Mr. Wilkinson’s plan is a work in progress, but involves determining “pathways” to a low-carbon future. He hopes a breakthrough technology, such as a way to make clean-burning hydrogen economical, will ease Canada’s transition. The nuclear option might be explored, he said, such as the use of compact reactors to generate power in the oil sands. In the meantime, the federal government and most provinces will put pressure on big emitters of greenhouse gases – oil and gas, transportation, manufacturing, electricity generation – to cut their carbon footprints.
If the collective effort doesn’t work, Canada may have to buy emissions credits, which is one of the reasons he and his negotiators are keen to see Article 6 implemented. “I wouldn’t rule out that we would use emissions trading as part of that plan, but the bulk of the work we’ll be doing will be to reduce the source of domestic emissions,” he said.
Clamping down on domestic emissions means clamping down on the oil and gas industry, which is mostly based in Alberta. In 2017, according to government figures, oil and gas was the single biggest source of greenhouse gas emissions, at 27 per cent of the total (transportation was second). Between 1990 and 2017, emissions from the oil and gas sector rose by 84 per cent, largely because of the expansion of the oil sands.
One of the biggest expansions is in the works. Teck’s proposed $20-billion-plus Frontier project would be a monster. Located 110 kilometres north of Fort McMurray, Alta., and 30 kilometres south of Wood Buffalo National Park, it would have production capacity of 260,000 barrels a day – almost 10 per cent of current oil sands output. It would cover 24,000 hectares, and include two open pits, a bitumen processing plant and tailings ponds. The project is expected to pump out four million tonnes of greenhouse gases a year and last for 41 years.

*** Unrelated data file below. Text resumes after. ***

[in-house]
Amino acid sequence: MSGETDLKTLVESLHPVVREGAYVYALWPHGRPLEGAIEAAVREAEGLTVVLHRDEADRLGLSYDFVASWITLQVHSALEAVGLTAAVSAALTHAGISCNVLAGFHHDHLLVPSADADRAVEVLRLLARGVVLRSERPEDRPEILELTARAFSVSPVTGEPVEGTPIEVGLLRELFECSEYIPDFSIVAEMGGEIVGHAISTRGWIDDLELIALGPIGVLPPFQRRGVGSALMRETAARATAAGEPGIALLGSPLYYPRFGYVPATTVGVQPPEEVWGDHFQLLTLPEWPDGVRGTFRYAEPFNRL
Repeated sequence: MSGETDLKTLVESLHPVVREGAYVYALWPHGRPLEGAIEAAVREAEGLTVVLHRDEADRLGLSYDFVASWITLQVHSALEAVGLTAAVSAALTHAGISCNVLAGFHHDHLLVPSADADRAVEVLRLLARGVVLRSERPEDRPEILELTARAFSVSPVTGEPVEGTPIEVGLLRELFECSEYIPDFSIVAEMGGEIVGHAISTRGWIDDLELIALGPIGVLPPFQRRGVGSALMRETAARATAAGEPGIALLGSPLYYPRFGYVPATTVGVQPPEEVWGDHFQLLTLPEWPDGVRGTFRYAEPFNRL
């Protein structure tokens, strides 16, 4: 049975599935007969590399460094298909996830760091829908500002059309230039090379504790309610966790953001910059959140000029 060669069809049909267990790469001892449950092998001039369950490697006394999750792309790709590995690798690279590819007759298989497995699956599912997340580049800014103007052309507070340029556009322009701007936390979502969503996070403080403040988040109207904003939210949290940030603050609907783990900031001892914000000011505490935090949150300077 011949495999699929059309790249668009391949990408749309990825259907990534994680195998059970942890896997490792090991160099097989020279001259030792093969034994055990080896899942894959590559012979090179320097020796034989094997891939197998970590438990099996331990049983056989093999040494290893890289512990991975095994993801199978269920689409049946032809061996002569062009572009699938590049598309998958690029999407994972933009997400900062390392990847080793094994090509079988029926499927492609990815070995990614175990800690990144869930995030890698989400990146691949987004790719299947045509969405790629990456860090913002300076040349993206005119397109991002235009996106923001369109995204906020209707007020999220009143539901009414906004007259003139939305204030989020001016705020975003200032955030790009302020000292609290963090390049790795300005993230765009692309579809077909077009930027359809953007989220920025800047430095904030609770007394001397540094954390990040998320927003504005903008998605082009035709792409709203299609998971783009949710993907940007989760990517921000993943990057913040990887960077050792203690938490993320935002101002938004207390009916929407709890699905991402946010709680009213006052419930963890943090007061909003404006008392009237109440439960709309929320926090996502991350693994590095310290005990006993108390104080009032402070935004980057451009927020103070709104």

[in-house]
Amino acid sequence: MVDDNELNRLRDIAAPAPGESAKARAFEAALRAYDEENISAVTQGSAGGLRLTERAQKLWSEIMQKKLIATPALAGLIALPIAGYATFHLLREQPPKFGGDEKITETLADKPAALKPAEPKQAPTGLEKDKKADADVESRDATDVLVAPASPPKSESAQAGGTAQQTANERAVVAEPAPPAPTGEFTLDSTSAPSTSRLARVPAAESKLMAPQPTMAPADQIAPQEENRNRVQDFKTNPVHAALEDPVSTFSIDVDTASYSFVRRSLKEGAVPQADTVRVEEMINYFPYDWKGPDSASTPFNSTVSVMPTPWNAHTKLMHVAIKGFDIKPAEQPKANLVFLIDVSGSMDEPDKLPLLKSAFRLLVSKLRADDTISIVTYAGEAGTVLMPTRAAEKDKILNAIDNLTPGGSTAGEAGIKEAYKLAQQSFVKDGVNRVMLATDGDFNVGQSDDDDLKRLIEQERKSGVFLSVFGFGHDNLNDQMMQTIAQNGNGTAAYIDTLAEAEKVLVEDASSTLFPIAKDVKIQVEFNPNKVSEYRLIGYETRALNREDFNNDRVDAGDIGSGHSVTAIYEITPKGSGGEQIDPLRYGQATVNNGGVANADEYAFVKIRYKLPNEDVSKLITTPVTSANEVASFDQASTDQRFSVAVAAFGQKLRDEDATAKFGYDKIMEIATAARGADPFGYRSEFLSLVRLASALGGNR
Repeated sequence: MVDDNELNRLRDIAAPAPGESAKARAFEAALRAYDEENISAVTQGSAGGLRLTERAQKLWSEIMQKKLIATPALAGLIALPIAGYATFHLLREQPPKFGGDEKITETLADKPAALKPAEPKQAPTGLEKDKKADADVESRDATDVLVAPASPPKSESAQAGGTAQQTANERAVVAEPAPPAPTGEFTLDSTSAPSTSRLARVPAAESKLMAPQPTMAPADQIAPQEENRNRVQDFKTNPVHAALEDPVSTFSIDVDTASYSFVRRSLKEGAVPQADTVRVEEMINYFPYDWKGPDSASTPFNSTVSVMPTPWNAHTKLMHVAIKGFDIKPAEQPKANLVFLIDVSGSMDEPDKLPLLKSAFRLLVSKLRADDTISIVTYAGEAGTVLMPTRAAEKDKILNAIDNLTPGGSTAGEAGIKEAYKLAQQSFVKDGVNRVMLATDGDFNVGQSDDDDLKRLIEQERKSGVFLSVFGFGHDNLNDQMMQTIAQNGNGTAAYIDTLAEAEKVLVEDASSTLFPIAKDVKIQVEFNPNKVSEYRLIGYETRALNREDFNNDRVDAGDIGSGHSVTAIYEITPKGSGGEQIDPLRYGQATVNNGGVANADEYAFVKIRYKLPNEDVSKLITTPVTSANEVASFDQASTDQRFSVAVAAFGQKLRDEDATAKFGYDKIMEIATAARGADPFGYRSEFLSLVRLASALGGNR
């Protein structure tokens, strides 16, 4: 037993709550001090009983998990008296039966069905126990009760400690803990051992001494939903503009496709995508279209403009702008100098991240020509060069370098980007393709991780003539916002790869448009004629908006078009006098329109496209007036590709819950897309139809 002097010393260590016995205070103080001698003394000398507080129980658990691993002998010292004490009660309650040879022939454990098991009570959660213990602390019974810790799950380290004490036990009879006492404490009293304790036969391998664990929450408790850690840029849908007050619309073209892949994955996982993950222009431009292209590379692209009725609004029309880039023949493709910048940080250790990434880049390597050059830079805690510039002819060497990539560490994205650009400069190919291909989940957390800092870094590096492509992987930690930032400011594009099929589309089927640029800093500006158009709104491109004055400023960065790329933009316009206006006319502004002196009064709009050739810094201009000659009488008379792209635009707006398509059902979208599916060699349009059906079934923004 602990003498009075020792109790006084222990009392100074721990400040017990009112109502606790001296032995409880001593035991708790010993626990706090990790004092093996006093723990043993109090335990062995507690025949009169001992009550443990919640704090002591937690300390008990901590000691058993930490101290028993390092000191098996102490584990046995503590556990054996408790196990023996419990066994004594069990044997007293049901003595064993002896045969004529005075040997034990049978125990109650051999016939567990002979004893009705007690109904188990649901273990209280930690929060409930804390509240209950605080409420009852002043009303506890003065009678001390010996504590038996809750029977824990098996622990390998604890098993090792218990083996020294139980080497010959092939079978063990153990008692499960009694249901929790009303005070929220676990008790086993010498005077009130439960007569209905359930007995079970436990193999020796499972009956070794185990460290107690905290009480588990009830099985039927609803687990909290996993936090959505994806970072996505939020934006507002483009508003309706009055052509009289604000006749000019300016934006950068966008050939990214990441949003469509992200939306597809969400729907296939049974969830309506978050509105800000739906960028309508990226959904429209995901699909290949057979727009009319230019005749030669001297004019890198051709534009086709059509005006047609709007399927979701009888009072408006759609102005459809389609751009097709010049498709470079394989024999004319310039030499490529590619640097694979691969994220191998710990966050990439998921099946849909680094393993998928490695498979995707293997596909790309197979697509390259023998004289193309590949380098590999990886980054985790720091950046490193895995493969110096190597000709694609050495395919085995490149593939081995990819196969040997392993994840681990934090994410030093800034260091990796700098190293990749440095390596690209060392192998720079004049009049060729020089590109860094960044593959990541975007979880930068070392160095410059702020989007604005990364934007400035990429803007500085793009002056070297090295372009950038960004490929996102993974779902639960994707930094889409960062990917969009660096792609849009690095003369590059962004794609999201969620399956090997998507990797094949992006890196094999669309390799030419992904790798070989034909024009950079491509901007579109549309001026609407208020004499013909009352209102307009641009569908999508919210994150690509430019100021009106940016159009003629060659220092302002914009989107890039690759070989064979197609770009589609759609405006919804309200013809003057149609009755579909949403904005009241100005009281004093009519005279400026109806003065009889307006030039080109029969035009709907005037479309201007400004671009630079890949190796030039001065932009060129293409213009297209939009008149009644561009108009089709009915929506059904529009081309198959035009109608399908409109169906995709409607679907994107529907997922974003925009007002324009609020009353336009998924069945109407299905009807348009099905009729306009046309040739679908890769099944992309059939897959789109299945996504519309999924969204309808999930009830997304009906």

Frontier is emerging as one of the bogeymen of the Madrid climate conference. It has been the target of several small protests, and François Paulette, the climate representative of the Smith’s Landing and Dene First Nations, went to Madrid to raise awareness about its environmental dangers. “We’re already impacted directly by the tar sands’ pollution,” he told The Globe. “There is already a high degree of cancer along the Slave and MacKenzie rivers. … Frontier is totally contrary to Canada’s environmental thinking.”
A joint panel of the Alberta Energy Regulator and the Canadian Environmental Assessment Agency gave Frontier a green light last summer. But the panel said the project would have “serious adverse effects” on the environment and nearby Indigenous communities.
Mr. Wilkinson indicated that a decision on Frontier won’t be easy for both environmental and political reasons. “We have been very clear that climate change and fighting climate change is an important priority,” he said. “But I think Canadians also want their government looking to be as responsive as it possibly can be to the concerns and aspirations of all regions of the country, including hydrocarbon producing regions like Alberta and Saskatchewan. … Premier Kenney has made it very clear that the Teck project is important for him, but ultimately we’re going to have to try to find a way to navigate through a decision and project that has a number of challenges.
“I can’t prejudge the decision of the federal cabinet, but what I can tell you is that the issue around the greenhouse gases associated with that project will be very much relevant to the decision that cabinet will take.”